Tie Stall Design for Drafts
December 16, 2011, 3:00 pm
Filed under: December 2011
Double tie stall for draft horses

December 16, 2011

     I was asked by a reader to please give a few more details about the kind of tie stalls that I use here on the farm for my draft horses. I will try to cover all the information and paint a picture of why I choose this type of stall. I do use a boxstall in conjunction with my tie stalls and my horses get daily excercise as well.
     The first consideration for using this double stall ( for 2 horses) is to insure that they know each other and do not fight. There is no partition in the center as you can see. I have used a swinging pole type partition if needed, but usually the horses will share the space provided without incident.
     The stall measures ten feet wide. A draft horse needs a five foot wide space. That five feet, will allow for easy access and enough room to harness the horse. It also  provides a large enough space for the horse to sleep, strectch and stand comfortable. Be careful not to go six feet wide because the horse is apt to try to roll in a stall that big. That event could spell disaster, even death, if it becomes entangled or cast in the stall. My stalls are seven feet from manger to the back of the stall. That gives enough room for the horse to lie down, but discourages him from manuring where he will sleep.
     I use our northeastern hardwoods for stall construction. The oak lumber is durable, tough and not easy to chew. The strength of the lumber is a good match for the strength and size of the horses. My mangers are three feet deep, three feet wide and ten feet long. I put a divider in at five feet to split the space and give strength to the manger.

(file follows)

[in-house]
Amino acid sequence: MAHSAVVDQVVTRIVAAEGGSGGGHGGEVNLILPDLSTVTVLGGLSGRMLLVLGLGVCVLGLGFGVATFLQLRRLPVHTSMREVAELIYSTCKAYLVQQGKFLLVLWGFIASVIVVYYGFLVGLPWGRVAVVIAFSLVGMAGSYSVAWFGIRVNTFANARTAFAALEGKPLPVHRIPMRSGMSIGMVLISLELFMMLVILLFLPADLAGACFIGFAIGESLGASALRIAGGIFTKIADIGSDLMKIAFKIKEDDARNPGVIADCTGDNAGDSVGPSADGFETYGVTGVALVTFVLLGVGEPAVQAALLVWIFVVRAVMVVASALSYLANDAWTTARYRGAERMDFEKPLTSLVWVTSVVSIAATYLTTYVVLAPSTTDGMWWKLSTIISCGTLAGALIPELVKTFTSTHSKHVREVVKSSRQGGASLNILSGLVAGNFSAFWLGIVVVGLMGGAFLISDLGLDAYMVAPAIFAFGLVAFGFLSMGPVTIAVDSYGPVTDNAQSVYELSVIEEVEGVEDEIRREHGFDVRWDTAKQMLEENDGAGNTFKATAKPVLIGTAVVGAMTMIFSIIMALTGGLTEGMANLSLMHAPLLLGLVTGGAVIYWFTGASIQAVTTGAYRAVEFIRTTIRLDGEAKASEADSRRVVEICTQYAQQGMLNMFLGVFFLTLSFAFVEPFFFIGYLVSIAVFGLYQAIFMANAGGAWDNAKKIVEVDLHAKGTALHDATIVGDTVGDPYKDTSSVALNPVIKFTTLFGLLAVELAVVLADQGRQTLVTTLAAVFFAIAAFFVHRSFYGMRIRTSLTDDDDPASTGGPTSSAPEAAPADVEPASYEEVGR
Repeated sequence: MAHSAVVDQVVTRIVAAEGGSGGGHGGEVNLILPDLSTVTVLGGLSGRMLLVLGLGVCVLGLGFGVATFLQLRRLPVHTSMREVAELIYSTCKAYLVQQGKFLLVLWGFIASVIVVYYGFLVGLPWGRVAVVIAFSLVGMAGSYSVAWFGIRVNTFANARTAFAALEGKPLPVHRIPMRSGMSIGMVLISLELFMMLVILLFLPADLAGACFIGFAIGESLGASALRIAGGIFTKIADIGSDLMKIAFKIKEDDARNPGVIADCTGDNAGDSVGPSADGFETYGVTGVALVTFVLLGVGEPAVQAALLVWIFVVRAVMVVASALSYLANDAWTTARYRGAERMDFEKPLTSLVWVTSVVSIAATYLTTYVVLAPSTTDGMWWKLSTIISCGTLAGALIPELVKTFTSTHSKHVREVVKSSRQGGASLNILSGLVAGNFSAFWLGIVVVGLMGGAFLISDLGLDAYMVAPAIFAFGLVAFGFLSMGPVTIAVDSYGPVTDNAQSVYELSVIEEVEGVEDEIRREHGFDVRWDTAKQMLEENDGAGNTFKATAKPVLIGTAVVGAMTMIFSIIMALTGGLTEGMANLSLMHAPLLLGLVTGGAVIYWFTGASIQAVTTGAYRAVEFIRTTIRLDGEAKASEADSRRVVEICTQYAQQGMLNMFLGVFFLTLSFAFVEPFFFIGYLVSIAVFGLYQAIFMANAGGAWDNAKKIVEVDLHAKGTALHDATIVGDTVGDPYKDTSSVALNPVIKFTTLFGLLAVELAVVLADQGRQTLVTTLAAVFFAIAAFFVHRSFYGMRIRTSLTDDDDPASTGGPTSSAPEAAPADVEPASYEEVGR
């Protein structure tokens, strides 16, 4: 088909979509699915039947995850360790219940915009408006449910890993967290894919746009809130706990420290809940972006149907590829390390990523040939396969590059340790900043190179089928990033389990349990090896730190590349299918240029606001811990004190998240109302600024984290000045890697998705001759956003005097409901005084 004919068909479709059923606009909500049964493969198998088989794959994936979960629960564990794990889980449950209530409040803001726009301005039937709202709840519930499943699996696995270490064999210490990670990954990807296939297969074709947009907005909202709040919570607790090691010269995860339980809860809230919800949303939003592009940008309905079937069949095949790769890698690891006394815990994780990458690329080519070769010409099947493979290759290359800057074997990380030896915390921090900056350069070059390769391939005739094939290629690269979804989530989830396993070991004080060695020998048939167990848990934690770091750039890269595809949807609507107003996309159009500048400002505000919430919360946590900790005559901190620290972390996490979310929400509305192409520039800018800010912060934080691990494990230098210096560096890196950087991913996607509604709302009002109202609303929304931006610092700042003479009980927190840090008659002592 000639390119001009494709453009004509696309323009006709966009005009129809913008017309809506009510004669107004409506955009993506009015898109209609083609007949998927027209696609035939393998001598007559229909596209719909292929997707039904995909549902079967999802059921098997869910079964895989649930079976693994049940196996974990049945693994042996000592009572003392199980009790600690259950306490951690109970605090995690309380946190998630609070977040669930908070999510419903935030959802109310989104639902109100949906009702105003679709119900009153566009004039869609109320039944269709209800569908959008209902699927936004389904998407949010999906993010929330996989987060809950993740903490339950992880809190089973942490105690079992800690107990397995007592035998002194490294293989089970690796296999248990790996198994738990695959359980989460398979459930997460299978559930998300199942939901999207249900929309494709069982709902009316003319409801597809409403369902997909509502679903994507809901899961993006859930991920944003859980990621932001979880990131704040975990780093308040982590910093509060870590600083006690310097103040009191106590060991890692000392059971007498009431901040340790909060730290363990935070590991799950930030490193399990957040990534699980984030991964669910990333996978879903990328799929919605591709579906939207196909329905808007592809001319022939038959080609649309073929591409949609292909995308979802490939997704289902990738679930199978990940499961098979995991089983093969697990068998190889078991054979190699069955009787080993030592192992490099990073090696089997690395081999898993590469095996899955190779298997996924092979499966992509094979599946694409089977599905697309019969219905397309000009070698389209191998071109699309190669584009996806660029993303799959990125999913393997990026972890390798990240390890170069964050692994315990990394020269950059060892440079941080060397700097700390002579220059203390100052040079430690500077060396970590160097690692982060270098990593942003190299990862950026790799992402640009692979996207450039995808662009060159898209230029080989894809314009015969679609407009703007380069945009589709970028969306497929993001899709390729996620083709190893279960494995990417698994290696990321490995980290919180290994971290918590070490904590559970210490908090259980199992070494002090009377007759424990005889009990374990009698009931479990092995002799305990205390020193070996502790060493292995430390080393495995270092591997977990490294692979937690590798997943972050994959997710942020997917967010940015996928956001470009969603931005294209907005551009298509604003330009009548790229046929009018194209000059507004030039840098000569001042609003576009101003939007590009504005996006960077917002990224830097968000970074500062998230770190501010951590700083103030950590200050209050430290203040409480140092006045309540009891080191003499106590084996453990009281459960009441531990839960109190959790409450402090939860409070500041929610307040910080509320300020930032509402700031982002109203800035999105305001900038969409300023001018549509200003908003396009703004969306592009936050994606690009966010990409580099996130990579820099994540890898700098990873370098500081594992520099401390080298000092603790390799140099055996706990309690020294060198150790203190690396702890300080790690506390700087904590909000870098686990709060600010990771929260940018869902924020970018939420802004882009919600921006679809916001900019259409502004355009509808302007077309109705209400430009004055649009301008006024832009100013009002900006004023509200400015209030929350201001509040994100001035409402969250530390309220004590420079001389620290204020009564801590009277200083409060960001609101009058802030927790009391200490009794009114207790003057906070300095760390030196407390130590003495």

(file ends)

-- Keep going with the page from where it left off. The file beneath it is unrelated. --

I tie up with a log chain about thirty inches long. The chain should be just long enough for the horse to lie down, as well as, reach his grain box. The grain box I locate in the outside corners of the manger, on the inside of that space. The horses turn their heads away from each other while they eat…again, eliminating the desire to fight 😮
     The log chain has a snap on one end and a heavy steel ring on the other. The steel ring hangs on the inside of the manger. I drill a two-inch hole, two and a half feet from the wall, at the center of each space. The chain passes through the hole and snaps to the horses halter. The large ring can’t get through the hole. The weight of the ring pulls the slack out of the chain as the horses moves forward in the stall. Gravity makes this all work and keeps any loop in the chain out of the equation.
     Tie stalls work very well for me. They make chores easier and faster. Feeding is a joy and mucking out the stalls is quick. The most important thing is, and I will say again, the horses must get excercise. That means working them every day or turning them out. They get bored easily and excercise helps this problem immensely.
     Dry, comfortable and clean stalls are a great wat to show how much you care about your horses. The tie stall also helps insure each horse gets its daily ration. They can be brought in and fed, then turned back out once all the feed is consumed. In winter, my horses spend the days outside working or on pasture. They spend their nights in the warm tie stalls.
      In summer, I do the opposite. The horses are in during the day away from the biting flies, unless we are working in the fields. At night, they have the run of the pasture in the cool darkness.
     I like the double stalls for my geldings. They know each other very well and are almost comforted by one another’s presence. I can harness easily in the wide stalls because the horses move for me. I know they are safe, well cared for and that gives me peace of mind.
     By clicking on the photo above, many of the details can be seen. I also use 3/4 inch rubber mats on the stall floor to provide an additional layer of comfort….. and on this farm… comfort is what it’s all about 😮

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Thanks Ralph!

Comment by Joe

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